We all remember those strong leaders we've encountered in our lives. Their impact lingers because that's the nature of true leadership.
I learned early that the strongest leaders see beyond the immediate need. They see potential. Not just of the worker but of the individual.
Many years ago, green, young and fresh out of university, I was transported clear across the country to embark on my officer training with the Canadian military. For 13 gruelling weeks we were put through our paces, emotionally, mentally and physically. Our every turn scrutinized and assessed.
Our progress as potential future officers was measured in large part by success with a number of "tasks" given to us. These were high-pressure opportunities to show our potential as leaders. Pressure that I hadn't been prepared for. I bombed out of my first task, and my second and third weren't much better. My confidence took a hit. I began to second-guess not only what I was doing, but also why I was doing it. I began to seriously doubt my own capability.
In retrospect, I was becoming caught in my own self-limiting bubble.
It finally came down to the "do or die" day. A task that I absolutely had to knock out of the park in order to succeed. Although I dreaded it, I so badly wanted to do this - if for no other reason to prove to myself that I could. But I also harboured much self-doubt.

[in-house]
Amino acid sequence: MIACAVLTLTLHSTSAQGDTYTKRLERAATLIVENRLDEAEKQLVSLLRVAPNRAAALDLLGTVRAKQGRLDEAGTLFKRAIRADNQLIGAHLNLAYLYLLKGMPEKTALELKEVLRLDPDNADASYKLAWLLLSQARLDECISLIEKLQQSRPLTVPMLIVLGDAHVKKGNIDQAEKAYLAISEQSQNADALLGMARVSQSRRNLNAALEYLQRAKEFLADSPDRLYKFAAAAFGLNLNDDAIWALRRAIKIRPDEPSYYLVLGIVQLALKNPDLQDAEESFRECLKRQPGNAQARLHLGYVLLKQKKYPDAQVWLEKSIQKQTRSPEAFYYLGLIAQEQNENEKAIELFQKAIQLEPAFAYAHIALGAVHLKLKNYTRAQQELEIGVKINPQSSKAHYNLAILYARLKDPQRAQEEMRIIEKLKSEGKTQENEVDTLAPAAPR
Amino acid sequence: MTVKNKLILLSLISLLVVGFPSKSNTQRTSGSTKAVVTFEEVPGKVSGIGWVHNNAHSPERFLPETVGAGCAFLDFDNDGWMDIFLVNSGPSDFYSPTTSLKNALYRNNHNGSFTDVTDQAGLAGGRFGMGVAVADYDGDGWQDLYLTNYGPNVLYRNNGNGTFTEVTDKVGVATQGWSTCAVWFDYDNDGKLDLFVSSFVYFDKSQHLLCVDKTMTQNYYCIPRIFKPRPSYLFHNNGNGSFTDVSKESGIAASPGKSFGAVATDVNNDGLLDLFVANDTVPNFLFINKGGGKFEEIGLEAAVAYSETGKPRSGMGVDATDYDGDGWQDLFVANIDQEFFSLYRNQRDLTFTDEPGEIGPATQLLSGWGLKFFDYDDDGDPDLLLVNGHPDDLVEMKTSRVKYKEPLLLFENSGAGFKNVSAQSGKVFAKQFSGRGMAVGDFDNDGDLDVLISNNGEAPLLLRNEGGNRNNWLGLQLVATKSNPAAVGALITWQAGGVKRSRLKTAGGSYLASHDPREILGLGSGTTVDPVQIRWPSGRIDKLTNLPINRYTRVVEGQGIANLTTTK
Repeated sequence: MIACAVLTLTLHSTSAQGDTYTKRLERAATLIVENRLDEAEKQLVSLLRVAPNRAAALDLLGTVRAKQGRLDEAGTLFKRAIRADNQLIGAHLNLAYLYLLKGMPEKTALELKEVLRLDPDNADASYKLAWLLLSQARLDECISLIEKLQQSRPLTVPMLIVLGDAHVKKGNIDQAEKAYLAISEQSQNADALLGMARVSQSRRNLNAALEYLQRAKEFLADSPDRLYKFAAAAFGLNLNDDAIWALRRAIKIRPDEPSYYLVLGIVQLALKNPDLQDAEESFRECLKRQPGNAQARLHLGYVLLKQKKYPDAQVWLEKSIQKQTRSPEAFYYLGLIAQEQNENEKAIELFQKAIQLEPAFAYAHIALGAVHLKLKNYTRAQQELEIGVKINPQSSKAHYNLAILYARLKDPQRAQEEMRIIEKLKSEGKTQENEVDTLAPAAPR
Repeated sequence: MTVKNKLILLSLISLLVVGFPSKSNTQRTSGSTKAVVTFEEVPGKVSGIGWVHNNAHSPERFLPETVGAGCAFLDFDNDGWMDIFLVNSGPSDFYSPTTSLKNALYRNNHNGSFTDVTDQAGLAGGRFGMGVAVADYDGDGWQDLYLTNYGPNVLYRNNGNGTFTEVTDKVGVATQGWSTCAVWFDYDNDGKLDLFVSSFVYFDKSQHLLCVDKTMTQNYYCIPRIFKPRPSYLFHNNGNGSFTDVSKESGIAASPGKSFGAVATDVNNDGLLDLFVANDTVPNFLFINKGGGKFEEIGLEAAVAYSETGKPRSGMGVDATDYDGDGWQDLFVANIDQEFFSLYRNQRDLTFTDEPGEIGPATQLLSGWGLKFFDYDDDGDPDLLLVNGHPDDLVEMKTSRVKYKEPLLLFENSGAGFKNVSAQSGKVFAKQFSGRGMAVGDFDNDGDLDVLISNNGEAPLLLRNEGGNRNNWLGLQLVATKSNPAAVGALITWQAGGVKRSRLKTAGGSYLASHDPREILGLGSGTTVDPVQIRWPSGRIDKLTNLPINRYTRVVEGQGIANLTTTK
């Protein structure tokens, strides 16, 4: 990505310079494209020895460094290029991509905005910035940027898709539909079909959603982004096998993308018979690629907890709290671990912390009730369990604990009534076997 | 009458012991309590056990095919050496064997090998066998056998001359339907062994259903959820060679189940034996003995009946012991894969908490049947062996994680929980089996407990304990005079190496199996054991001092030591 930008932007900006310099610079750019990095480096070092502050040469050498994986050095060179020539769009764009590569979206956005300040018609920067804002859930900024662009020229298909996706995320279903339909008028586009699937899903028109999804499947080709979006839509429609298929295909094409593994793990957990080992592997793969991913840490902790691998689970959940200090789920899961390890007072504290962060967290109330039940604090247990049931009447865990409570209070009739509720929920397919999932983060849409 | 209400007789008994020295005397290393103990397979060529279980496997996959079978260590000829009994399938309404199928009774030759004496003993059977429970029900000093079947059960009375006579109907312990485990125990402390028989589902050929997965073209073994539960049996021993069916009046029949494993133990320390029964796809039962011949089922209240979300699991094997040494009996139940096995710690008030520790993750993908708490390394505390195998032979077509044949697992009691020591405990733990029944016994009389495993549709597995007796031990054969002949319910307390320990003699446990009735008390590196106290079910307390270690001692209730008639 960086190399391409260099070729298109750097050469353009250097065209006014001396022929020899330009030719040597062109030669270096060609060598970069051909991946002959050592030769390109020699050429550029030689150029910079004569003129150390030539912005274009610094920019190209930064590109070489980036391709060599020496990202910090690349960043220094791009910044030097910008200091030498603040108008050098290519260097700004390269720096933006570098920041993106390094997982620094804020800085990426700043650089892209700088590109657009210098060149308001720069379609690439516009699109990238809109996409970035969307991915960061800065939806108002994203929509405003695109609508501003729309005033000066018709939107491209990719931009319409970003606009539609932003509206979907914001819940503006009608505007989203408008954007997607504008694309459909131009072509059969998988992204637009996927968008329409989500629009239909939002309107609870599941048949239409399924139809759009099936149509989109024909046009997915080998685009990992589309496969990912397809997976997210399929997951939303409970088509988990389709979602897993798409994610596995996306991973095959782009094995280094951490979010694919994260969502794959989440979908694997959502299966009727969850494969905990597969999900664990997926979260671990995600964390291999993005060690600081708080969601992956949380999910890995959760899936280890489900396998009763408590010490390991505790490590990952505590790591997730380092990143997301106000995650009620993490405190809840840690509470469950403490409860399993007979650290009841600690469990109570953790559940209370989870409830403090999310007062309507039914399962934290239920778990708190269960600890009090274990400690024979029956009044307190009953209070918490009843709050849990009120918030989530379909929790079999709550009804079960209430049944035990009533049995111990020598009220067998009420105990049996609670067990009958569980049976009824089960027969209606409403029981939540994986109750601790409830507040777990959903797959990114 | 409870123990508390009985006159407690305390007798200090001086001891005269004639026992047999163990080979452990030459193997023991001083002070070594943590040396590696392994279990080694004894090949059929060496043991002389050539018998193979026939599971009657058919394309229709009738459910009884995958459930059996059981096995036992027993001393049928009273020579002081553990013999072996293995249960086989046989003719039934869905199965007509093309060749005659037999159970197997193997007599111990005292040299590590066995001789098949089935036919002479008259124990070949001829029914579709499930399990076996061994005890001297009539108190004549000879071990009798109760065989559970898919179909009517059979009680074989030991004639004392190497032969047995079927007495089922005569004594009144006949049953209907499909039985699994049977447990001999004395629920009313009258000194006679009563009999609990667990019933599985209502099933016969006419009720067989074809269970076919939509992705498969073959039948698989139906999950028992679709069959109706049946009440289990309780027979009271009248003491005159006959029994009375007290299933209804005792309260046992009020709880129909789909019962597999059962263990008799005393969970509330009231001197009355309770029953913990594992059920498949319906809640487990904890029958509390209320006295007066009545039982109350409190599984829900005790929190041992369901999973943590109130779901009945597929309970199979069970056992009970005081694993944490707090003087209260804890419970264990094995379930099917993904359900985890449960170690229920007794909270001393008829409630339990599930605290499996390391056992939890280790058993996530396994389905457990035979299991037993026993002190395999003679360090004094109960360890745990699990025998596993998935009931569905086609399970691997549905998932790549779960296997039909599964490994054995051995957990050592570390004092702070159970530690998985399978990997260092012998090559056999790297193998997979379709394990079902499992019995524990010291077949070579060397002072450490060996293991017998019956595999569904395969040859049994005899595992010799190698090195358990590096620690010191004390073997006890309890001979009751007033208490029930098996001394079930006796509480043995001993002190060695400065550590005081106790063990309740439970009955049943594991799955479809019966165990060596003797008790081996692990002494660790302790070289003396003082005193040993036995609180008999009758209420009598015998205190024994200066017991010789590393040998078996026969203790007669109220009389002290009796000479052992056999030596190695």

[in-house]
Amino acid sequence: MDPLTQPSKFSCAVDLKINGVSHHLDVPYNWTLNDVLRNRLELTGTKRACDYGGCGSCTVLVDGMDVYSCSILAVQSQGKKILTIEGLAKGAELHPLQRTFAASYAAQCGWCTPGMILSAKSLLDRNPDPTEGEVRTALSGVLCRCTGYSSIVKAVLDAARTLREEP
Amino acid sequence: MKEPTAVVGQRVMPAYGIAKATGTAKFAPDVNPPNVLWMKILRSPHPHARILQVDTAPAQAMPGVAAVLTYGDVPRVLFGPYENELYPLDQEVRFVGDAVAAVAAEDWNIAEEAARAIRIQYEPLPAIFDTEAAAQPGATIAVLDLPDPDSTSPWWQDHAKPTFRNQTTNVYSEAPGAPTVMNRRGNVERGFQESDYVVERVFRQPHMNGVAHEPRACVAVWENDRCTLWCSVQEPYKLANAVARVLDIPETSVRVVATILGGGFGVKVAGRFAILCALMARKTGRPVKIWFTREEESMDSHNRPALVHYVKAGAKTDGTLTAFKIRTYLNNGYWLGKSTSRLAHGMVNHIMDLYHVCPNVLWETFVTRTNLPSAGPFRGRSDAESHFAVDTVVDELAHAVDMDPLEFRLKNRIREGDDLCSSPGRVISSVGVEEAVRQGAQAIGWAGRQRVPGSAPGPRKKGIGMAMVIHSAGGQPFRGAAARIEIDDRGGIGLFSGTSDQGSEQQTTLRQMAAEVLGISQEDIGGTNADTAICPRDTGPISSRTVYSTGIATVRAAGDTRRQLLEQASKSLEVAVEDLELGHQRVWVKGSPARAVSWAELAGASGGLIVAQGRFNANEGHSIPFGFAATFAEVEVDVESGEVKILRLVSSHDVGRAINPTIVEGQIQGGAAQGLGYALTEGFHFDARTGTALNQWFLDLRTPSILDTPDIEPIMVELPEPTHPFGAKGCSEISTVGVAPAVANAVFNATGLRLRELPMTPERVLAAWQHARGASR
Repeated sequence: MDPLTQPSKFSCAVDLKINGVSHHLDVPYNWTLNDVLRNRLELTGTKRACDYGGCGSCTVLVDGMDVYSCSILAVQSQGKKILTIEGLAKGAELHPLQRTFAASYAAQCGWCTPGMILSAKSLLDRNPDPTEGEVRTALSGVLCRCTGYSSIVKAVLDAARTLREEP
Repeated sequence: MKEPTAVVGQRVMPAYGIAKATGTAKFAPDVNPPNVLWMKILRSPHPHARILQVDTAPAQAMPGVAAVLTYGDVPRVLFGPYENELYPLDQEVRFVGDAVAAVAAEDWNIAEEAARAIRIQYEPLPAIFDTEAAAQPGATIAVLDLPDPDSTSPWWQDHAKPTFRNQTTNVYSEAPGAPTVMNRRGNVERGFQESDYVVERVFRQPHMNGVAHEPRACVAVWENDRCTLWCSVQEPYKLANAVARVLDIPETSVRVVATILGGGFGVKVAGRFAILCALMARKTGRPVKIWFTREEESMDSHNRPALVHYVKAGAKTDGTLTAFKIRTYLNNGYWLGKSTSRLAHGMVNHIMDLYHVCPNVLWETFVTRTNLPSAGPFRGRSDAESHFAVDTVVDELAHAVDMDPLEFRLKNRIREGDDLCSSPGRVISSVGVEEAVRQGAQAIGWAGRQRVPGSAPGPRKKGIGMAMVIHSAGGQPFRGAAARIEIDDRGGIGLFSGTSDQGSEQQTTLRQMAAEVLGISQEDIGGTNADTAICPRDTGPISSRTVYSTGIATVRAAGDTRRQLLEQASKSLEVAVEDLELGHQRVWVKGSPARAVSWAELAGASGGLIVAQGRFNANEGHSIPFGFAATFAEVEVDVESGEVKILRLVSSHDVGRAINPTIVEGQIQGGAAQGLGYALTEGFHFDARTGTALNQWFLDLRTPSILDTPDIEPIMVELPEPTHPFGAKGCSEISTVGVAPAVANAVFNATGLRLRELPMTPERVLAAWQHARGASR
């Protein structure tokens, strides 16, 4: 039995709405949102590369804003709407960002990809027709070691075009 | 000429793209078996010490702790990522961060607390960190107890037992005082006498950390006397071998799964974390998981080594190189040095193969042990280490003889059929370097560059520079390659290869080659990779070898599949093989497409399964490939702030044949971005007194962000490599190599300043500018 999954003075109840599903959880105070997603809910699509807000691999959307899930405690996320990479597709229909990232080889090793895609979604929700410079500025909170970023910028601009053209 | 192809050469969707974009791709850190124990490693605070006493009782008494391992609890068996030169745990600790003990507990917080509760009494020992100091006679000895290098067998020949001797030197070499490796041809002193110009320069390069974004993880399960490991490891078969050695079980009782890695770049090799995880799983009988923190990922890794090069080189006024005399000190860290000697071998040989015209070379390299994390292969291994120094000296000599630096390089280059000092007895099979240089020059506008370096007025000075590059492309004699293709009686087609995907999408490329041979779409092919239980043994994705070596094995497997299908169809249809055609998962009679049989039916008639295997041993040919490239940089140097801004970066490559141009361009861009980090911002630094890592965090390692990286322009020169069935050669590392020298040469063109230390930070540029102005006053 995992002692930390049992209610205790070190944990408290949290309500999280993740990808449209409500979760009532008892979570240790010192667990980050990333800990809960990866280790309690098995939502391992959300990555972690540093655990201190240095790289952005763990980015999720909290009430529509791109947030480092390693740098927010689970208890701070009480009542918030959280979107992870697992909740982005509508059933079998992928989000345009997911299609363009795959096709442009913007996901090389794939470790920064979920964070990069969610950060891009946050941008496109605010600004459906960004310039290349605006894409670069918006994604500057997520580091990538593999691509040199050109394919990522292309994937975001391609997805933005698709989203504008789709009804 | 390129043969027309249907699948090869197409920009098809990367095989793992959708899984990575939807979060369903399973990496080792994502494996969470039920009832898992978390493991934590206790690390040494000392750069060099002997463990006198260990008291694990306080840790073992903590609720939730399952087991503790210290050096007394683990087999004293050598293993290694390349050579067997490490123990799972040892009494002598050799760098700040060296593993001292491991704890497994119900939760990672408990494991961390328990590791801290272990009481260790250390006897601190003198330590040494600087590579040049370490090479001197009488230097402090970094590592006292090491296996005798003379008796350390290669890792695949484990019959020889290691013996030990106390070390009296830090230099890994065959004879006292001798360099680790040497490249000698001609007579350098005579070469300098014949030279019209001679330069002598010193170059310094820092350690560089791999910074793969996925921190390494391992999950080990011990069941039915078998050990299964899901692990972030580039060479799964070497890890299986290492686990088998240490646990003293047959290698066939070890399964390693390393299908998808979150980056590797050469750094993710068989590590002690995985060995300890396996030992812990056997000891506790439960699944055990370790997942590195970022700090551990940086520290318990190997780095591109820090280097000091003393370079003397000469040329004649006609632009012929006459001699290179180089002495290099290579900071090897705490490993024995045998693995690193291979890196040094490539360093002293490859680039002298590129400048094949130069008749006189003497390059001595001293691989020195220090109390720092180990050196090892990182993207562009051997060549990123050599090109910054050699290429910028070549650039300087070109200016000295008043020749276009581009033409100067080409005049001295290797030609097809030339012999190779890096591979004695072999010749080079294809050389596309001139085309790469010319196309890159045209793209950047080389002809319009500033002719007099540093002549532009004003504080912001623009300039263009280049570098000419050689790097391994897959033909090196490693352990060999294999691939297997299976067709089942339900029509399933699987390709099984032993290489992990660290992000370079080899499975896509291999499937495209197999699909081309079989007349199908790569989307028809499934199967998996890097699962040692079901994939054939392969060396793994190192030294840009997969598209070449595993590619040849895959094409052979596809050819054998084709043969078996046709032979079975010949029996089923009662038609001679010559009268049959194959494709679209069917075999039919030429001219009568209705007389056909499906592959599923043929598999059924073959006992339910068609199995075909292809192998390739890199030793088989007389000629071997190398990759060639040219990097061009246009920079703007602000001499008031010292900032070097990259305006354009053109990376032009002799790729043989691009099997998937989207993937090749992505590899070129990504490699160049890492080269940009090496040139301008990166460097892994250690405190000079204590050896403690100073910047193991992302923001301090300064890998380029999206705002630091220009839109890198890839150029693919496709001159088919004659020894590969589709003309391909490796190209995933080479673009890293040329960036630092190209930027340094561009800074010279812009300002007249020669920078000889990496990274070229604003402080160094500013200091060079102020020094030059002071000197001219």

Fortunately for me that day, my assessing NCO - a grizzled Warrant Officer - had seen something more in me. As I was preparing my plan, he brought us each a coffee and he sat calmly with me - asking questions, prompting my creativity. Creating a supportive environment that allowed me to tap into what existed deep within.
Gone was that tough, uncompromising NCO that I'd come to know. It had been replaced by a supportive guide. A believer of others. One who saw the potential in me when I least saw it in myself.
I completed the task with flying colours, going on to complete my training and earn my commission. While I eventually moved on to civilian life, I've never forgotten nor taken for granted that Warrant Officer's leadership that day. It was because of his effective leadership that I succeeded. The confidence that ignited in me that day fuelled each day of my life since.
And, on that day, he had demonstrated what a true leader should be. Gave me an invaluable leadership lesson that had contributed immensely to my own journey as a leader over the ensuing 25 years.
US General Stanley McCrystal said it best: "Leaders can let you fail, but not let you be a failure."
I learned so many lessons in that 13 weeks - yes, many of them stemming from my failures. But it was this Warrant Officer - this leader - that understood that failure is an integral part of the learning process. And that I'd had within me all of the makings of a successful officer and leader.
Leadership is an amazing opportunity to change the course of an individual's life. To guide them to levels they may have never achieved - or even have been aware of - on their own.
It is an honour and a responsibility. My Warrant Officer took this to heart, and I derived its full benefit. For this, I will be forever grateful.
Glenn Case is a Leadership, Executive and Team Coach in Vancouver, Canada.